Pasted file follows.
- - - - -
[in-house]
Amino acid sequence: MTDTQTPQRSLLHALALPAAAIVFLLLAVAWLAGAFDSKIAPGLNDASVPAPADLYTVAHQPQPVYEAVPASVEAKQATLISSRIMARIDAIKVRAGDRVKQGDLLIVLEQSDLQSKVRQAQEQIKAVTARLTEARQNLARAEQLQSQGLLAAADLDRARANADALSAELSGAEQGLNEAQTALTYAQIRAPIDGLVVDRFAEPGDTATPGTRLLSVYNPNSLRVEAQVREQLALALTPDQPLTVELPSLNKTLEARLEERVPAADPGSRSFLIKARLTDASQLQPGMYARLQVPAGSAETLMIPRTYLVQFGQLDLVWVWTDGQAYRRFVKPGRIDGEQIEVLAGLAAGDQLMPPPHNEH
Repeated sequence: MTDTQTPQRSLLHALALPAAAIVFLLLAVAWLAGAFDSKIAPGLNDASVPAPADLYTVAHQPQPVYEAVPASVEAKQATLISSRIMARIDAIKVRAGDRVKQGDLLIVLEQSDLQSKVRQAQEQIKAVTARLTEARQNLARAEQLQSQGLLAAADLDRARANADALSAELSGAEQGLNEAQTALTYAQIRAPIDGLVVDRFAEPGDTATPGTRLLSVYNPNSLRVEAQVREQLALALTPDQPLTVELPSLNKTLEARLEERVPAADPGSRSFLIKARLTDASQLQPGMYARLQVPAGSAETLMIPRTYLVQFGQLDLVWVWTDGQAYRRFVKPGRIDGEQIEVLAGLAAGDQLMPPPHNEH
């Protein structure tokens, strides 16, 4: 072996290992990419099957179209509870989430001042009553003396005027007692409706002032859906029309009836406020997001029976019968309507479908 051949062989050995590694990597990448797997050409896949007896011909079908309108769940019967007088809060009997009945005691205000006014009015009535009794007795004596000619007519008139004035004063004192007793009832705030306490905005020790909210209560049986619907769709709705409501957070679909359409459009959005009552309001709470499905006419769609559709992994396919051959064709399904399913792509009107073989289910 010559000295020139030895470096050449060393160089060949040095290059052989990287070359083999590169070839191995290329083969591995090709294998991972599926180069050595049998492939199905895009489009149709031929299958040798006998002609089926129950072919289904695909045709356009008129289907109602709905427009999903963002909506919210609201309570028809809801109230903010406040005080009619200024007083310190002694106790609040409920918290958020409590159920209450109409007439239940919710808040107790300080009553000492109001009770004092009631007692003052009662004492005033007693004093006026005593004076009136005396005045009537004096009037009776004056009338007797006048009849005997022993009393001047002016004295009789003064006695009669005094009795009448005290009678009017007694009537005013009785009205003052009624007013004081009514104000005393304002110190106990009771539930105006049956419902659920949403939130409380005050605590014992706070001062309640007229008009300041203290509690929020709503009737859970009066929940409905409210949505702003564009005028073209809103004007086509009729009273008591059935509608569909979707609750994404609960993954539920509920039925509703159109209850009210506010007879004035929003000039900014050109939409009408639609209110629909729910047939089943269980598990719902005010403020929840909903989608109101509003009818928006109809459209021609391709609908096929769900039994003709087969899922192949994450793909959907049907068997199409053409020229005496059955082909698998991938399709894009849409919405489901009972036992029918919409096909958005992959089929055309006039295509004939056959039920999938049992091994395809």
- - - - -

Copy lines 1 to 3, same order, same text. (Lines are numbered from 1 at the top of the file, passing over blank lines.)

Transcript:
[in-house]
Amino acid sequence: MTDTQTPQRSLLHALALPAAAIVFLLLAVAWLAGAFDSKIAPGLNDASVPAPADLYTVAHQPQPVYEAVPASVEAKQATLISSRIMARIDAIKVRAGDRVKQGDLLIVLEQSDLQSKVRQAQEQIKAVTARLTEARQNLARAEQLQSQGLLAAADLDRARANADALSAELSGAEQGLNEAQTALTYAQIRAPIDGLVVDRFAEPGDTATPGTRLLSVYNPNSLRVEAQVREQLALALTPDQPLTVELPSLNKTLEARLEERVPAADPGSRSFLIKARLTDASQLQPGMYARLQVPAGSAETLMIPRTYLVQFGQLDLVWVWTDGQAYRRFVKPGRIDGEQIEVLAGLAAGDQLMPPPHNEH
Repeated sequence: MTDTQTPQRSLLHALALPAAAIVFLLLAVAWLAGAFDSKIAPGLNDASVPAPADLYTVAHQPQPVYEAVPASVEAKQATLISSRIMARIDAIKVRAGDRVKQGDLLIVLEQSDLQSKVRQAQEQIKAVTARLTEARQNLARAEQLQSQGLLAAADLDRARANADALSAELSGAEQGLNEAQTALTYAQIRAPIDGLVVDRFAEPGDTATPGTRLLSVYNPNSLRVEAQVREQLALALTPDQPLTVELPSLNKTLEARLEERVPAADPGSRSFLIKARLTDASQLQPGMYARLQVPAGSAETLMIPRTYLVQFGQLDLVWVWTDGQAYRRFVKPGRIDGEQIEVLAGLAAGDQLMPPPHNEH